By Albert Samaha
By Darwin BondGraham
By Keegan Hamilton
By Anna Merlan
By Anna Merlan
By Tessa Stuart
By Tessa Stuart
By Albert Samaha
Letter of the Week
Doug Strott of Indianapolis may be "a libertarian by party" in the sense that he is identified as such on the voter rolls, but he is assuredly no libertarian [Letters, August 39]. Real libertarians poke a finger in the eye of the oppressor; they do not lick his jackboot.
All New Yorkers need to decide right now whether we are sheep or whether we are free men and women. We can start by refusing to consent to these unconstitutional searches, which are more fitting for a police state than a country that is allegedly trying to "defend freedom." Not only are the bag searches a gross infringement of our Fourth Amendment rights, but they will not make the slightest difference in stopping terrorist attacks. All they accomplish is to make stupid people feel safer, which is hardly the proper function of the police.
Re Aina Hunter's "Keep Moving, Son" [August 39]: One of the original writers for the Voice once said to me, "I never claim to be objective, but I always try to be fair." That principle seems to have gone missing here. While Robert Cornegy's father was and remains a solid voice of both anger and common sense, I believe the remainder of the article to be seriously uninformative and deficient. For instance, no suggestion is offered as to what the police should have done differently in the immediate aftermath of a very ugly melee in which two local residents were also stabbed and/or slashed.
As a resident of Carroll Gardens whose child attended Brooklyn New School (the sister school of Brooklyn Collaborative Studies), I find it rather curious that, as far as I can tell, no effort was made to contact people like the African American woman who was the past parent coordinator of Brooklyn Collaborative Studies and the current chair of the school's parent association; Buddy Scotto, a widely respected local activist; or me (a member of the local community education council). All of us have far more nuanced takes on what has happened than the sources quoted. But then, reporting those perspectives would have undermined the impression that the Carroll Gardens community is filled with racist yahoos out of On the Waterfront.
I wrote my essay to get into law school four years ago about the differential police, and subsequent judicial, treatment young teens of color receive in South Brooklyn compared to their white counterparts. This hypocrisy led me to quit working for the New York court system in a position that asked me to reinforce these stereotypes and actions by the police. In South Brooklyn, "boys will be boys" unless they are black or Latino, in which case adolescent behavior is potentially criminal and needs to be addressed by the juvenile (in)justice system.
When I lived in Carroll Gardens, Carroll Park was the place where young white kids smoked weed, hung out in packs, and often tried intimidating passersby. In Red Hook, kids get picked up for trespassing simply for hanging out in front of a public housing building without ID.
Sadly, this is not some isolated phenomenon, limited to an old-school Italian neighborhood in Brooklyn. Rather, this is the American way, where we have racialized crime and continue to perpetrate this great lie that crime is a black thing. So, while I am thrilled to see the Voice publicize the criminalization of young Latino and black teens in Carroll Gardens, I am saddened by the thought that the police continue to operate the same old way.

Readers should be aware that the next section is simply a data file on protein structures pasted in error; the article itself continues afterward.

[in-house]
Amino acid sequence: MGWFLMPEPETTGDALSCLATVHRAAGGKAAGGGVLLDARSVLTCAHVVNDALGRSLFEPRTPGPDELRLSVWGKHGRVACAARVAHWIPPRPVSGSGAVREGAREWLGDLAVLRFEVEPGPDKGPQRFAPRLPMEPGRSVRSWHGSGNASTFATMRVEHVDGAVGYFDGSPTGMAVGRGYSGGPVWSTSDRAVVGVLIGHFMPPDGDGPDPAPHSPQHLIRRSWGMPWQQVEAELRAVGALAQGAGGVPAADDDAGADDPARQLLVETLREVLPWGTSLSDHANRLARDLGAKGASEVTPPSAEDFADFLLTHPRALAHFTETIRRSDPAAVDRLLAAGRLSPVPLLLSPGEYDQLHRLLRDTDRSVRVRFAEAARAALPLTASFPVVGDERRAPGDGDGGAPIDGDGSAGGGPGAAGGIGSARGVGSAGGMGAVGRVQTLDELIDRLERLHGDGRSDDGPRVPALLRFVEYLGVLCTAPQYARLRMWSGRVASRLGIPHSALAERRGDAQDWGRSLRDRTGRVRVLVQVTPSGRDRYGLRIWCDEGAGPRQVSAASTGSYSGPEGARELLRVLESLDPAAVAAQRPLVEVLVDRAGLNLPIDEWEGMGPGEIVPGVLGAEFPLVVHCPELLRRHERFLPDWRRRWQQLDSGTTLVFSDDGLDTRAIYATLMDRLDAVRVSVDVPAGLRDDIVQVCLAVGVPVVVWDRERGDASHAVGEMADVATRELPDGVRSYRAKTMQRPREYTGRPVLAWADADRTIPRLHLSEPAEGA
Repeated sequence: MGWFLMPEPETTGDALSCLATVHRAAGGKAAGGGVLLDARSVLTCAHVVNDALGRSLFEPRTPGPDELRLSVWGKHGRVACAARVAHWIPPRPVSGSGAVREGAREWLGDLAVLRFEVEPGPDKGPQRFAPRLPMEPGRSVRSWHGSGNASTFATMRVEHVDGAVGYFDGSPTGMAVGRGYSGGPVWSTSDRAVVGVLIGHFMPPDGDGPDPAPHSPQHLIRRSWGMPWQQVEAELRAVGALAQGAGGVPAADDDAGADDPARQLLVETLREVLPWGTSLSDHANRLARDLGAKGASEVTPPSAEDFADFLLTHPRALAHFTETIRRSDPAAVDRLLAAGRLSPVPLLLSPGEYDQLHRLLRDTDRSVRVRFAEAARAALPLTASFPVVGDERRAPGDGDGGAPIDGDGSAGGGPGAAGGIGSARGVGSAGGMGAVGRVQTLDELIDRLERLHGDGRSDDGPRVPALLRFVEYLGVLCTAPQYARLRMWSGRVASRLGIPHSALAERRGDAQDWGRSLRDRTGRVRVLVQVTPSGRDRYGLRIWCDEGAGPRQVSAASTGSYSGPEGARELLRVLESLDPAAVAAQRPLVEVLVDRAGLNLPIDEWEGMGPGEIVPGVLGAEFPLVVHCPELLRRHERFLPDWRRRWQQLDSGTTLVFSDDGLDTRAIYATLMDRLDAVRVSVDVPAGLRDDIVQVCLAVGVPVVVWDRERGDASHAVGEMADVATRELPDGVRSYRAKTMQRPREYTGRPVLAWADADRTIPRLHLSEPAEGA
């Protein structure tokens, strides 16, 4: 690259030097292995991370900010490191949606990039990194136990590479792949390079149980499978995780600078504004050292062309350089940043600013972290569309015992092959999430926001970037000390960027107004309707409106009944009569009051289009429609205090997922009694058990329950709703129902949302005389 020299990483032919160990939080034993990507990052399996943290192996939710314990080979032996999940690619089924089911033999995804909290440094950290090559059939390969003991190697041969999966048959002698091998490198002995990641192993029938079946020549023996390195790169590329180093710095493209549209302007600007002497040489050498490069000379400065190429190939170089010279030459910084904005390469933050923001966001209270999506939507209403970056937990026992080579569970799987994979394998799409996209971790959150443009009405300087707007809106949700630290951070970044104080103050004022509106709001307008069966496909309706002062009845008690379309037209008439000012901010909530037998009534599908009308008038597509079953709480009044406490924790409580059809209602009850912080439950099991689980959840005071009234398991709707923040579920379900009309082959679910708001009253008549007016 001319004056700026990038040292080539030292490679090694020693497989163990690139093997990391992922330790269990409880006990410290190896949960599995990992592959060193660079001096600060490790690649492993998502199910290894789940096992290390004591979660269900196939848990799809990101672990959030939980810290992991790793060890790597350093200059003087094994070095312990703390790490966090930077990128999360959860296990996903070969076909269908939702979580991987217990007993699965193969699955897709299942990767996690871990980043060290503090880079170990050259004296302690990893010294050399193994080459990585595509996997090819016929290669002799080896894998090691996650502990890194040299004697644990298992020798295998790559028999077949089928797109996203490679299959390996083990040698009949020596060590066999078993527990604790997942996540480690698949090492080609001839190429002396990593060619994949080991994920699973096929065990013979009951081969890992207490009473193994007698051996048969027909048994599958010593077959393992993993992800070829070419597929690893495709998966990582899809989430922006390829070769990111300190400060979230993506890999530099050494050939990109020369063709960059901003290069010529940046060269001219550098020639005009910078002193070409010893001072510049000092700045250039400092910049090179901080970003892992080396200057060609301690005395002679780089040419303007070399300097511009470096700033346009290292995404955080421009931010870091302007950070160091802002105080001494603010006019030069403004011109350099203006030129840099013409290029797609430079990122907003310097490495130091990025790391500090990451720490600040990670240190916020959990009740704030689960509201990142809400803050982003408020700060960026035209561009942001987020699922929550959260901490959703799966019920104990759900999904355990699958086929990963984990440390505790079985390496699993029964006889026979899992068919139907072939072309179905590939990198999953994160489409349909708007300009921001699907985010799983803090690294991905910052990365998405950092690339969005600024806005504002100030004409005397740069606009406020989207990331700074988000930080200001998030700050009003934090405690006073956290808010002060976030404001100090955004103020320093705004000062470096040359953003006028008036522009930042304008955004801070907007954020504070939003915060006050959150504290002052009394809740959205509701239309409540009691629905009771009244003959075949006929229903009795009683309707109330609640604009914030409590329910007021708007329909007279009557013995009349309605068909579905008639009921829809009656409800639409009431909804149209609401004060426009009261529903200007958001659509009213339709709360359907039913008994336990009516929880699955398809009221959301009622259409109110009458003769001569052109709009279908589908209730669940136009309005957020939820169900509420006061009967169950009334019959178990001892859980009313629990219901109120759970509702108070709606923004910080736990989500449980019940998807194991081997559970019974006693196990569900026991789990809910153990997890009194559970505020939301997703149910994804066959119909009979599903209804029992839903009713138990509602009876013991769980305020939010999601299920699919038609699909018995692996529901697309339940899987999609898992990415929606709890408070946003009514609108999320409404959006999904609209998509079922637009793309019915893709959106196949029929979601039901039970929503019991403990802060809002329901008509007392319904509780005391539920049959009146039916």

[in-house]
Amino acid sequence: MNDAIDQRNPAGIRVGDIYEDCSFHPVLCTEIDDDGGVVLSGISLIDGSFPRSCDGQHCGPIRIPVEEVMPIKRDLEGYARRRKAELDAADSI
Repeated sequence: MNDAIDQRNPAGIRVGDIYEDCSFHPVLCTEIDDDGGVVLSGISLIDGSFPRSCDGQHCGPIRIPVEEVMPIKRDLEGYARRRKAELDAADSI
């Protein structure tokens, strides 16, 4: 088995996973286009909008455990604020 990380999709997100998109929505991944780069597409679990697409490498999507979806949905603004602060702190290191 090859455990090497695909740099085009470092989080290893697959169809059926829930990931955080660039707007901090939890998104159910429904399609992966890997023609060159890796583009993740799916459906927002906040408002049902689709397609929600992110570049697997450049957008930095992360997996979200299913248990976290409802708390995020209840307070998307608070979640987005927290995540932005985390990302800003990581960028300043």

Aina Hunter's "Keep Moving, Son" is a completely biased portrait of a neighborhood in which juvenile delinquents are supposedly being victimized by antagonistic policemen. I am a young Afro-Hispanic resident of Carroll Gardens and have been for over a year now. I have never once been harassed by local law enforcement officials. However, I have twice been subjected to verbal abuse by the hooligans who attend school and loiter several hours after dismissal. Carroll Gardens is a very diverse neighborhood, and it's completely unfair for the author to suggest otherwise: "the part-hipster, part-yuppie, part-old-school-Italian Carroll Gardens neighborhood in Brooklyn." To suggest that racial prejudice plays a part in these actions is borderline propaganda. I'm outraged that there has been no mention of the opinion held by residents here, nor any of the local business owners. I surmise the reason being this would be detrimental to the contrived image of police harassment.Try getting the whole story next time.
Aina Hunter replies:
I'm afraid Trinidad misread the article. The situation has less to do with "juvenile delinquents" and racial prejudice than with a specific fight involving two groups of young peopleone group that lives in Carroll Gardens and one group that does notand a police solution that resulted in making the black and Hispanic kids feel unwelcome. It was not an indictment of Trinidad's neighborhood.
Lioness in summer
Re "Texas Hillary" by Kristen Lombardi [August 39]: Through each of the worst assaults by the Bush administration on rights, civilian bodies, and simple decency, Senator Clinton has generally been on board. She was there for Bush on the resolution to use force against Iraq and insists she has no regrets; she endorsed the Patriot Act's shredding of basic civil liberites. Like John Kerry, she has been helpfully silent on the issue of torture, occupying herself instead with the critical business of hidden porn in video games. She shares the president's enthusiasm for so-called "free trade" and endorses the substance, if not the style, of his opposition to gay marriage. Rumor has it she is prepared to vote in favor of Bush's nominee to the Supreme Court, John Roberts.